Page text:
Are we indeed talking about the movie? Because I totally agree that their military strategy was awful. Where was the air support? Where was the mechanized armor?
I don’t remember ‘brain bugs’ in the book, but it’s been a few years since I last read it. I remember the bugs were not nearly as diverse as the ones in the movie - there were warrior bugs and worker bugs, and the only way to tell them apart was that worker bugs did not attack you. They also built spaceships, cities with railroads, etc.
There were warrior bugs, drones or worker bugs, brain bugs (with legs and a body that was very very small in relation to the rest of it, IIR), and, in theory, queens.
The terrans had dead samples of all of those save queens, and queens were only a theoretical.
Verhoevan was an idiot who bought into the myth that Heinlein was portraying a fascist state. Idiots.
I don’t know, a director who can work a co-ed shower scene into not just one, but multiple sci-fi/action films can’t be entirely idiotic.
Are Showgirls harsh mistresses?
FWIW: I liked the book and the movie, but for different reasons.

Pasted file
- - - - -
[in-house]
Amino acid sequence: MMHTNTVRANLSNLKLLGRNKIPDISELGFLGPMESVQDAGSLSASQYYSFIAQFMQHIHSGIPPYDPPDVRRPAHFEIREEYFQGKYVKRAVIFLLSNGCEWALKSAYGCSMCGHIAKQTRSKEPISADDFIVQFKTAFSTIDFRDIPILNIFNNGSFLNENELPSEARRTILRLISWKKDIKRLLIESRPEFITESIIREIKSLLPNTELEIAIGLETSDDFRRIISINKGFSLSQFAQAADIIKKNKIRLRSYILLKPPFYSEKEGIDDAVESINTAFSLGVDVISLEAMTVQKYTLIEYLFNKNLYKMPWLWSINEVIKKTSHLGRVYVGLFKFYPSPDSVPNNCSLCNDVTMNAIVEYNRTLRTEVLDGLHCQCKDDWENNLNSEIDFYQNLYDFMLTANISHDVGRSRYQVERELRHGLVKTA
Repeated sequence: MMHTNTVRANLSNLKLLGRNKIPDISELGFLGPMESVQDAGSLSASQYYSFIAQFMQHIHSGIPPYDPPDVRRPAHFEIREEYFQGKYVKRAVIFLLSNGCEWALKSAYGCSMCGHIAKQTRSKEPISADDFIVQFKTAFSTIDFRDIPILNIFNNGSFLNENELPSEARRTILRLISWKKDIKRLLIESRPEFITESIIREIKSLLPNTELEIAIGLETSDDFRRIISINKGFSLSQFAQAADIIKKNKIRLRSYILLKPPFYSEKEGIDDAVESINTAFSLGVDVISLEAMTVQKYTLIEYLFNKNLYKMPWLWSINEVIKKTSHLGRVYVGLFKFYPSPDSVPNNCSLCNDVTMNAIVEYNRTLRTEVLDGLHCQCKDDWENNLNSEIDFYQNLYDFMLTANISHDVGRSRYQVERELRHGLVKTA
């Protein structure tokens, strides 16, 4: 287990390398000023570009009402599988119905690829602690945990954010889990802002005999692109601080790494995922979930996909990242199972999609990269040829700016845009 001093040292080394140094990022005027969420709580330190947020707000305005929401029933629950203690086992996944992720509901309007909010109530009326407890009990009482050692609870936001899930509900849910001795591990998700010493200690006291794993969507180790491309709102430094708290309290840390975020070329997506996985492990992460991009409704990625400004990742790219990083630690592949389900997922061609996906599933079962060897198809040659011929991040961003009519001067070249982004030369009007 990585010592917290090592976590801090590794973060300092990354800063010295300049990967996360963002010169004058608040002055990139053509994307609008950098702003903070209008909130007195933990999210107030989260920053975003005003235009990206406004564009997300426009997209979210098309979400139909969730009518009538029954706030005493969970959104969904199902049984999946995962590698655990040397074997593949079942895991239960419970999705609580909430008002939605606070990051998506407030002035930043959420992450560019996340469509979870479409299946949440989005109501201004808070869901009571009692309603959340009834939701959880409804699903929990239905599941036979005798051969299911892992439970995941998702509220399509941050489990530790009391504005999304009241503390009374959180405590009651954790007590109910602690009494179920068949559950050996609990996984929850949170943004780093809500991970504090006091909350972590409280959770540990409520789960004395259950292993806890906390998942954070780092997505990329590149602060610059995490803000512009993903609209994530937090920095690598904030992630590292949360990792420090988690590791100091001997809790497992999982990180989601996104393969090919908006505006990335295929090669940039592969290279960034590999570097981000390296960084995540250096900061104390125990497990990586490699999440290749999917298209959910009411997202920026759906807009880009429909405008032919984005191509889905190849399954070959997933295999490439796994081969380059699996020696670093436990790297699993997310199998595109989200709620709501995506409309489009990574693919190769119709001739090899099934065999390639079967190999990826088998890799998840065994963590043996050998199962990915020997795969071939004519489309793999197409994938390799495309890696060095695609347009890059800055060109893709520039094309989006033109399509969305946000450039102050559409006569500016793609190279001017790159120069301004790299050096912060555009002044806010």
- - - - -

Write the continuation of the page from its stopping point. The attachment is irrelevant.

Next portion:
The two were not really all that similar either.
The MI were mechanized armor in the book; also, in the book the bugs had nothing but giant spiders, so a platoon of well-armed MI didn’t need much air support.
What made the mission on planet P “disastrous?” The M.I. accomplished the primary objective, and Rico survived. True enough that things didn’t go according to plan – but that’s to be expected in a combat zone.
Hear that, minty green?
Sorry, minor hijack there.
It was “Operation Bughouse” (Operation Madhouse as Rico calls it) that was a disaster.
OK, the movie was loathable. But how many enjoyed the “Roughnecks” cartoon. Much closer to the book.
Did anyone else even see it?
I’ve been curious about the cartoon but I’ve shied away since it’s aimed at kids.
And the warrior bugs in the books had projectile weapons.
The cartoon is aimed at kids? I hadn’t noticed. It’s surprisingly well written.
Indeed. It was pretty darn violent at times. They crippled a character, and killed another, turned another into a bug, etc. etc.
Not exactly kids fare, and if I recall it was solidly aimed at an older kid market when it was shown with other cartoons that were for slightly older chilluns.
‘tweens’ is whast they call 'em in marketing, I think.
You guys are talking about Starship Trooper, right?